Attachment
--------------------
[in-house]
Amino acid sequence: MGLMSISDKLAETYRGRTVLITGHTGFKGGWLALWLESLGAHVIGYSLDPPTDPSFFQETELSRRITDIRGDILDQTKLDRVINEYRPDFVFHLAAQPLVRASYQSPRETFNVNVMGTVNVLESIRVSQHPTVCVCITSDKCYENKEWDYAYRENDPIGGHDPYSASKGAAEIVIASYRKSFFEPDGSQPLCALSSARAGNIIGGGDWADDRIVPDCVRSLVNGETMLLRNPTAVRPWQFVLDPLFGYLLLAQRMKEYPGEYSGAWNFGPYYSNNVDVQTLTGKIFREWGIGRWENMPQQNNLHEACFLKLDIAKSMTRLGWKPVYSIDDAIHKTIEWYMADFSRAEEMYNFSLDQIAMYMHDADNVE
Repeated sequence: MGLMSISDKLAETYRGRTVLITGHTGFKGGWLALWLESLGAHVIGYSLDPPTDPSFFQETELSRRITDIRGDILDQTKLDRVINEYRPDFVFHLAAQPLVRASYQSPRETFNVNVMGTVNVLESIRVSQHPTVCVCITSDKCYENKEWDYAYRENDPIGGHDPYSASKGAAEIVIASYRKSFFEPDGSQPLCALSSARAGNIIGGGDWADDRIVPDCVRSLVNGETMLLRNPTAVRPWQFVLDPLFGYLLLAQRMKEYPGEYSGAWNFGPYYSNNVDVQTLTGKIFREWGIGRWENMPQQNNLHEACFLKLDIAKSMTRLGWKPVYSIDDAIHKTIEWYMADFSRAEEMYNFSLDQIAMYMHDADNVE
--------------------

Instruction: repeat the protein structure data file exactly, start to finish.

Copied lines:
[in-house]
Amino acid sequence: MGLMSISDKLAETYRGRTVLITGHTGFKGGWLALWLESLGAHVIGYSLDPPTDPSFFQETELSRRITDIRGDILDQTKLDRVINEYRPDFVFHLAAQPLVRASYQSPRETFNVNVMGTVNVLESIRVSQHPTVCVCITSDKCYENKEWDYAYRENDPIGGHDPYSASKGAAEIVIASYRKSFFEPDGSQPLCALSSARAGNIIGGGDWADDRIVPDCVRSLVNGETMLLRNPTAVRPWQFVLDPLFGYLLLAQRMKEYPGEYSGAWNFGPYYSNNVDVQTLTGKIFREWGIGRWENMPQQNNLHEACFLKLDIAKSMTRLGWKPVYSIDDAIHKTIEWYMADFSRAEEMYNFSLDQIAMYMHDADNVE
Repeated sequence: MGLMSISDKLAETYRGRTVLITGHTGFKGGWLALWLESLGAHVIGYSLDPPTDPSFFQETELSRRITDIRGDILDQTKLDRVINEYRPDFVFHLAAQPLVRASYQSPRETFNVNVMGTVNVLESIRVSQHPTVCVCITSDKCYENKEWDYAYRENDPIGGHDPYSASKGAAEIVIASYRKSFFEPDGSQPLCALSSARAGNIIGGGDWADDRIVPDCVRSLVNGETMLLRNPTAVRPWQFVLDPLFGYLLLAQRMKEYPGEYSGAWNFGPYYSNNVDVQTLTGKIFREWGIGRWENMPQQNNLHEACFLKLDIAKSMTRLGWKPVYSIDDAIHKTIEWYMADFSRAEEMYNFSLDQIAMYMHDADNVE